The whole issue of slavery was growing as well. An amazing novel, Uncle Tom's Cabin (by Harriet Beecher Stowe), had focused attention on the plight of the Negro in bondage on southern plantation, and a Supreme Court decision--Dred Scott vs. the U.S.--which had ruled that slaves were property under constitutional law, had incited the indignation of Northerners.

In 1858 the Republicans nominated Lincoln for the U.S. Senate, and in his acceptance speech he made his views very clear: "A house divided against itself cannot stand....This government cannot endure, permanently half slave and half free....I do not expect the Union to be dissolved--I do not expect the house to fall--but I do expect if will cease to be divided."

The Democrats had nominated Stephen A. Douglas, thereby supporting "popular sovereignty." Lincoln listened to one of Douglas' campaign speeches and felt the time had come to answer. He challenged his opponent to a series of debates, to be held throughout the state. The popularity of the men and the issues drew huge crowds to the flag-decked towns. People were almost as fascinated by the candidates' physical differences as they were by their opposing theories of government. Douglas, a short, thickset man, elegantly dressed and self-assured, spoke with flowery oratory in a deep mellifluous voice; Lincoln, gaunt and towering, his black coat wrinkled, his high tenor voice floating above the din of the crowd, spoke in simple language of the people. Douglas hammered at his stand that each state should be allowed to decide whether or not to permit slavery within its borders, while Lincoln cried out against the spread of slavery.

"Old Abe," as he was affectionately known, was not to be the senator from Illinois, but the debates had brought him into the public eye as an implacable foe of slavery and had put him in line for the presidency. Tension continued to mount between the North and the South and in 1859 the nation was shocked when a fanatical Abolitionist, John Brown, led a raid on a government arsenal at Harper's Ferry, Virginia, in an attempt to start a slave insurrection. Brown was captured and hanged and became a martyr to the Abolitionists' cause. They Sang: "John Brown's body lies a-moldering in the grave, His soul goes marching on."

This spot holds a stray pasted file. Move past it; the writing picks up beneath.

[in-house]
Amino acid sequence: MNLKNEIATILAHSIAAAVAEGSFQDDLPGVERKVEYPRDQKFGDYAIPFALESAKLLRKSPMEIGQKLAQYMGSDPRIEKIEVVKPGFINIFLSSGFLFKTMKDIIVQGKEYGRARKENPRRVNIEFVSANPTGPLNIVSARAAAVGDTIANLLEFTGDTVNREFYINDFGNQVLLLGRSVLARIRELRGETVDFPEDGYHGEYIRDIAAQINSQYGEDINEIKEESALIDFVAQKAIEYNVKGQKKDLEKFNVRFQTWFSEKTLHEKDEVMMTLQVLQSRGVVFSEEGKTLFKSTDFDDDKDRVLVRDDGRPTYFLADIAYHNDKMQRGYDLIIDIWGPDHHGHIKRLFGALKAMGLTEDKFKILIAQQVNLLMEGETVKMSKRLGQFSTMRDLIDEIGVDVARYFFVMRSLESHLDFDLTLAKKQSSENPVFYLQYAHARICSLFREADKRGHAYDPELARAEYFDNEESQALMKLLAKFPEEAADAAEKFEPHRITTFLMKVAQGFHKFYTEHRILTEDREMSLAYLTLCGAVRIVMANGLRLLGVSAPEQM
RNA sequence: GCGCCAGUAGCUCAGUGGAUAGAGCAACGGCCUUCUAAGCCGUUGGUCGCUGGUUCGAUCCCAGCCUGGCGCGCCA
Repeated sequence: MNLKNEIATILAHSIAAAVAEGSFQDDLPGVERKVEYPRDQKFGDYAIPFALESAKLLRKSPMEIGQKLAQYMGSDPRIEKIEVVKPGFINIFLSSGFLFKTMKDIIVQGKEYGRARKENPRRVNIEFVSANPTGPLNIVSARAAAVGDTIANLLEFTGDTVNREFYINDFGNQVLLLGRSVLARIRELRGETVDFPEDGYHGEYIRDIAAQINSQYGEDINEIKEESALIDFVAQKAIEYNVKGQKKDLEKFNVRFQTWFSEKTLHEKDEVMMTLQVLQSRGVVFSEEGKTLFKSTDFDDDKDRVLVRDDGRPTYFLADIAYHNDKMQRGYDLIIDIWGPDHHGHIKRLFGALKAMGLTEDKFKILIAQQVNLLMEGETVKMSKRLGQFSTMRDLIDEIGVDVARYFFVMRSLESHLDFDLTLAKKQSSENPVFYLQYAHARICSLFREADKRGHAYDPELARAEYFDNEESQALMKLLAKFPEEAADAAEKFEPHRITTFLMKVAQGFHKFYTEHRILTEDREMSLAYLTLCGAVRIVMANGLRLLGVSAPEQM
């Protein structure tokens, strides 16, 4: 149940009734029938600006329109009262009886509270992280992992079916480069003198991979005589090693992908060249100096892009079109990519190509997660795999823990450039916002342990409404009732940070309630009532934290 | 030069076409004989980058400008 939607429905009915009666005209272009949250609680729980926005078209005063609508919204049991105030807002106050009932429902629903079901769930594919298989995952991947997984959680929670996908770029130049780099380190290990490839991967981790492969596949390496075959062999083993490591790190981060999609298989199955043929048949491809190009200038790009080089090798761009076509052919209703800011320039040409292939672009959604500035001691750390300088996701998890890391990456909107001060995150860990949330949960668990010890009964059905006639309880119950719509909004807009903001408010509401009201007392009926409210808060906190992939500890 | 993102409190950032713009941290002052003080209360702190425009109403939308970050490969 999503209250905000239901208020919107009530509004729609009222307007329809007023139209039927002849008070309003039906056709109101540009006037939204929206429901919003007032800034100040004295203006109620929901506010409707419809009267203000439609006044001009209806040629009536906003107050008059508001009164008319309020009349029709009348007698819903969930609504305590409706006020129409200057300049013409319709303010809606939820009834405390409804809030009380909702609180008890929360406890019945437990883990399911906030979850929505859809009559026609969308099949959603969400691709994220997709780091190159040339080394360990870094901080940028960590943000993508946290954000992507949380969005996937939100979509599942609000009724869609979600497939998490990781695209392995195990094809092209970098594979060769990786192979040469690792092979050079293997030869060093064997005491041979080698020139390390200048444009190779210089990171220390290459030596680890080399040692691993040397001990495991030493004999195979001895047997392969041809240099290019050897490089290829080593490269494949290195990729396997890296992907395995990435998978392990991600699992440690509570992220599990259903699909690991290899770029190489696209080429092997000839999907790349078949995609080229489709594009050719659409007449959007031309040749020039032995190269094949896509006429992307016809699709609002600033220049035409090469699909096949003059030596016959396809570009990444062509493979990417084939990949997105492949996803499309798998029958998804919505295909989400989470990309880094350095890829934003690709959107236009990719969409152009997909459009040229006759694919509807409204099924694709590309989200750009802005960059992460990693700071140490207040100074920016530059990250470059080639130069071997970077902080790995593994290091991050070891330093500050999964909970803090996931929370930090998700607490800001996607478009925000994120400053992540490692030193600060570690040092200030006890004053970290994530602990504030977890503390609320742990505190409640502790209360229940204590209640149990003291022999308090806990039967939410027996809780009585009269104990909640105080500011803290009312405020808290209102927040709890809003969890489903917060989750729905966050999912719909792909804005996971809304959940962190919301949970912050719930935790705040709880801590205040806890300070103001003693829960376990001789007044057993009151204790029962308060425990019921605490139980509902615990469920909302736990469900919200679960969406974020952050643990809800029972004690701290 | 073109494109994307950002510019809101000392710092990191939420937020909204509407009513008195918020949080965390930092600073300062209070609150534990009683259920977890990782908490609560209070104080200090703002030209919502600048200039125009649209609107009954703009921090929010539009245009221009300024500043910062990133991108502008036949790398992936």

Passions came to a boil as the election campaign of 1860 got under way. The Republicans wanted a leader who could save the Union but who was firmly opposed to slavery. Here Lincoln qualified, but as he did not have the support of the Abolitionists nor the densely populated Eastern seaboard, his chances for election seemed slim. "Who is he?" they asked in the East. "An illiterate backwoods lawyer!" Abe "the rail splitter" was nominated as the Republican candidate and
this time he was victorious over his old opponent Stephen Douglas, the Democratic nominee.

The South regarded Lincoln's election as sure ruin for its institutions and its way of life, and South Carolina seceded from the Union even before the was inaugurated. Six other states followed and organized themselves into a Confederate States of America. Fearing the impending war, many people urged Lincoln to reach a compromise with the South. But he stood his ground. Slavery must not be extended.

As President-elect Lincoln prepared to leave Springfield he knew he faced a task even greater than the one that had faced President Washington. Even Mary Lincoln, who had long dreamed of seeing her husband in the White House, must have had some misgivings as the pressures of their new station suddenly thrust her and the boys into public view.

Among the stream of office-seekers and well-wishers was his old friend Hannah Armstrong, whose son Abe had cleared in the famous homicide trial.

"I just came to wish you good luck, Abe," she said, laying her withered old hands in his and peering up into his face. "My, you've grown awful thin and peaked. And you're growin' a beard, too. What are you doin' that for?

"I figured maybe it would make me look a little more dignified," he confessed with a grin. "A little girl over in New York state wrote me a nice letter and said she thought I'd make a better looking president if I had whisker. I knew my poor lean face couldn't look any homelier than it does, so I took her suggestion."